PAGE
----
Update: Aus-Archivists Not Dead?
Earlier today I'd posted about the Australian Society of Archivists' announcement about the Aus-Archivists listserv being "lost." Tim Sherratt, an Australian colleague and friend of this blog, announced this post on ArchivesLive, the Ning group created by the ASA seemingly to replace the listserv. Pat Jackson, ASA President, has already responded with an update:
The ASA National Office has not lost the Aus-Archivists list-serv. We have moved from an outsourced service provider to managing our new server at the National Office. The Aus-Archivists list-serv was a bit too ancient for our spanking new server to manage.
In terms of the posterity of the contents of the list-serv, the wonderful discussions and debate it fostered and engendered, they are not lost. It is our intention to post them to the ASA website where they can be perused. Further to that, it is my understanding that the Aus-Archivists list-serv is also deemed to be permanent under the ASA retention schedule. The ASA will be investigating other methods of storing the list-serv for permanent retention.
I can not give you a date or a time line for the Aus-Archivists list-serv to be put up on the website. This is one of many tasks that the National Office is currently undertaking. Please bear in mind that the National Office is probably smaller than most small archives and they have to service a wide and dispersed membership base. And today they were overwhelmed by the positive feedback of many of our members.
I thank Pat for being willing to clarify the situation of Aus-Archivists, and I'm relieved to hear that ASA intends to provide the run of the list on its website and that it considers the list to be records suitable for permanent retention. I do understand that resources are limited, and I would love to see ASA or Aus-Archivist's constituencies try to help ASA with this process if it's possible or preferable.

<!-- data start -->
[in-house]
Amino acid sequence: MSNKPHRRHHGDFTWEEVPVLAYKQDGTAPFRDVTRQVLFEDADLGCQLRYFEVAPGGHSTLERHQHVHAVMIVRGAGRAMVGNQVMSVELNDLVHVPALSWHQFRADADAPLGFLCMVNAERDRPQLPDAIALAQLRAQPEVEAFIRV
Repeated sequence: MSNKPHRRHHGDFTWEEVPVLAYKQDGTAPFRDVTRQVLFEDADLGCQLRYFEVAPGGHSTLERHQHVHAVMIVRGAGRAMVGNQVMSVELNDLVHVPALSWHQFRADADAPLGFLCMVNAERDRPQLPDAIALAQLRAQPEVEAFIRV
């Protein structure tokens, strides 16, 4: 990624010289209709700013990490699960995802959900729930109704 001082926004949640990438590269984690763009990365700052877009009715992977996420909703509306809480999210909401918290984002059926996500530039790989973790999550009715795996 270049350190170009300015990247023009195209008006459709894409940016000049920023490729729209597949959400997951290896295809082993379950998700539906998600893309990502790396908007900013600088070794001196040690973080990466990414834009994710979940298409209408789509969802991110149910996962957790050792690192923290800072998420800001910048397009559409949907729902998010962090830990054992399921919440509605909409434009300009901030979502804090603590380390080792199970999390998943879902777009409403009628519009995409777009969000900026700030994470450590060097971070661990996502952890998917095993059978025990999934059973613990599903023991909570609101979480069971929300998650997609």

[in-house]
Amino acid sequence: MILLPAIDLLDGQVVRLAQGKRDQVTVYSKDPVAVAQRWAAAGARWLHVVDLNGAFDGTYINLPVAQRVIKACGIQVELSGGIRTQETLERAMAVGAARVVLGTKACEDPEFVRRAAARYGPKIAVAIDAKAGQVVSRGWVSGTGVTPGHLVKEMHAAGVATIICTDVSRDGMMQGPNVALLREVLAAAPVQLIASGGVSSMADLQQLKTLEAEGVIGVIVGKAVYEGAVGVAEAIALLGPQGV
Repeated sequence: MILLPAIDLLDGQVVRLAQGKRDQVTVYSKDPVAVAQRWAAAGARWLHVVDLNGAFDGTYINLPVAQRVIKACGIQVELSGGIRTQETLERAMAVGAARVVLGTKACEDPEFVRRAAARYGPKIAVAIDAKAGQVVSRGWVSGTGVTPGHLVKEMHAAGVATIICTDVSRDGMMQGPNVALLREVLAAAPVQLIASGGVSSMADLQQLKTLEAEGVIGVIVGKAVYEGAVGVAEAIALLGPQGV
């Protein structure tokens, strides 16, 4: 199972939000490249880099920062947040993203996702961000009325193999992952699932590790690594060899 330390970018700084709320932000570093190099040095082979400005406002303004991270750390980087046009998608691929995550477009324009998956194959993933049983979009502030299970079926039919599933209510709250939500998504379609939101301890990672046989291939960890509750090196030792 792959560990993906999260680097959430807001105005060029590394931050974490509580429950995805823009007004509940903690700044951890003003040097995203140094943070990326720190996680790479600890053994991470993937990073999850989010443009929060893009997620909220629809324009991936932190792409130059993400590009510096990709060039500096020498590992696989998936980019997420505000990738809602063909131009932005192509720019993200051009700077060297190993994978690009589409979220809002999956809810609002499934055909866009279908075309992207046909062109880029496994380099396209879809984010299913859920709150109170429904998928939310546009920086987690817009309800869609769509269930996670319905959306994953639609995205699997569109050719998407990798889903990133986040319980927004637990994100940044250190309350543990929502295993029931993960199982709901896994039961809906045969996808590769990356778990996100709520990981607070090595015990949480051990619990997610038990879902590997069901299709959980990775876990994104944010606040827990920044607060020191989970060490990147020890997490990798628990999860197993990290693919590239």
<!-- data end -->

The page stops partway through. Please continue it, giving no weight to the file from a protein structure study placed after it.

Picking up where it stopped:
So with a traditional listserv, the actual 'archives' are pretty amenable to preservation. They are a well-known, simple, standardized format. You just say, hey, provider, give me those mbox files please, and you have a number of ways to deal with them to allow access. Ideally, if the 'archives' are important to you, you get a dump from the provider periodically, so if hte provider disappears without notice you've still got most of it.
With Ning... how likely is it that the discussions of archivists be preserved for posterity? Can you get a dump from Ning at all?
Jonathan, I know that Ning network creators can export content from their network using a client or an API, but I don't know about network participants.
Thanks for the updates, Mark. GMANE would be good folks to interest in mirroring the archive -- they have better interfaces than most.
When I hear "we'll put it on our website" I hear -- "it may be trapped in zillions of different files".
Why not also provide the dump of the listserv to one or several external organizations? Multiple copies is the only way to keep stuff in the long run.